At its December 15th meeting, the Fed largely chose the second scenario – combatting inflation – when it decided to double its reduction in bond buying from $15 billion to $30 billion per month. At this renewed pace, the Fed’s asset–buying program should end in March. Then, with bond buying off the table, the Fed should have a clear runway for interest rate increases throughout the rest of the year. Presently, a majority of Federal Open Market Committee (FOMC) members expect three rate hikes of 0.25% apiece throughout 2022. Markets generally agree with this outlook and are pricing in a two–thirds likelihood that the first rate hike happens in March. If inflation remains high throughout the year even in the face of higher rates, it is possible the Fed could enact four interest rate hikes. Conversely, if the economy starts to wobble, then the Fed might only raise rates once or twice.
For much of the fourth quarter, broad markets shrugged off the looming specter of higher interest rates. In our last market commentary, we discussed the market’s penchant for climbing a wall of worry, and that’s exactly what happened through the end of the year. Led by a resurgent Apple (AAPL), the S&P 500 Index fought back from a dismal September and made it through a choppy holiday season to finish the year up a whopping 28.68% on a total return basis. This showing bested both the Nasdaq Composite Index (22.21%) and the Dow Jones 30 Index (20.95%) – just the third time since 2010 where the S&P 500 outperformed the Nasdaq.
These attention–grabbing, broad–market returns, however, belied much volatility beneath the surface. As 2021 wore on, investors shifted, abruptly at times, from the growthiest areas toward higher quality names. Due to this underlying volatility, roughly 92% of S&P 500 stocks had experienced a drawdown of 10% or more by the fourth quarter, with the average drawdown being 18%. Among Nasdaq–listed companies, 89% had experienced a double-digit price decline, with the average decline a whopping 40%. The story was even worse among small cap stocks, as 98% of Russell 2000 companies experienced a decline of 10% or more throughout the year. Thus, in more ways than one, 2021 was a year of challenged expectations. It would be reasonable to assume, in a market up 20% or more, that all boats would rise in a rising tide. But a majority of stocks had a challenging year, as companies struggled to meet unrealistic comparisons to stellar 2020 operating performances.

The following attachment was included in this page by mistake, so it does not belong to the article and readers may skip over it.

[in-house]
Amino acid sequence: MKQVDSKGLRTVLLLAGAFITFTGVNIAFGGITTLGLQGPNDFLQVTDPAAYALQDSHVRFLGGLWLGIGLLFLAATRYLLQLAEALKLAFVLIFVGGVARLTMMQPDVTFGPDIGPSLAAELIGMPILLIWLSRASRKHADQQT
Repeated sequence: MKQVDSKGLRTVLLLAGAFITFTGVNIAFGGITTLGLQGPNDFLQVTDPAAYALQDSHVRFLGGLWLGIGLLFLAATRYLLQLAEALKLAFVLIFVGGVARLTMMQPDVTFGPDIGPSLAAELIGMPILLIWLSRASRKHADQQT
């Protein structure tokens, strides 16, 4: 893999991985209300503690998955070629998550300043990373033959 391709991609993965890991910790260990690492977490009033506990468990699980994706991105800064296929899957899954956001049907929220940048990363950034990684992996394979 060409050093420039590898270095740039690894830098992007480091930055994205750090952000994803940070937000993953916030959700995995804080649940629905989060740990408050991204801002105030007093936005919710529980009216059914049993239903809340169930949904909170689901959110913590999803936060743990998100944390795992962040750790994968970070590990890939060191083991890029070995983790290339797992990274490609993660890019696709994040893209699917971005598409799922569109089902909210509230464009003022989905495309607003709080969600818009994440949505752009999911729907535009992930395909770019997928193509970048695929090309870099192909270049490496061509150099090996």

Now, a week into the new year, this dynamic has persisted. After a strong first trading day, market chop has resumed. On January 5th, the Nasdaq declined 3.1%, its worst single-day performance since March. The Nasdaq wasn’t alone, as the S&P 500 lost 1.9% and the Dow dropped 1.1%.
Ostensibly, markets were spooked by the Fed’s December meeting minutes, within which certain Fed members floated the possibility of reducing the Fed’s balance sheet sooner rather than later. This sentiment was unexpected and would imply a more hawkish Fed stance than has been seen throughout much of Chairman Powell’s tenure. Thus, it is possible that markets are finally waking up to the potential negative impact of tighter monetary policy on stock prices. Our view remains that it takes very little to upset the apple cart when valuations are as stretched as they are, and the Fed minutes are just one example of a bump in the road. We are likely to experience more bumps, and so investors should understand that 2022 could be a volatile ride. Fortunately, it comes on the back of three consecutive strong years for markets.
As always, we’re happy to answer any questions or concerns you might have. Now that we are in a new tax year, for example, it might be worth looking at your appreciated securities with an eye toward trimming the biggest winners. Until next time, we wish you and yours a very Happy New Year. May the next few months keep you warm and healthy.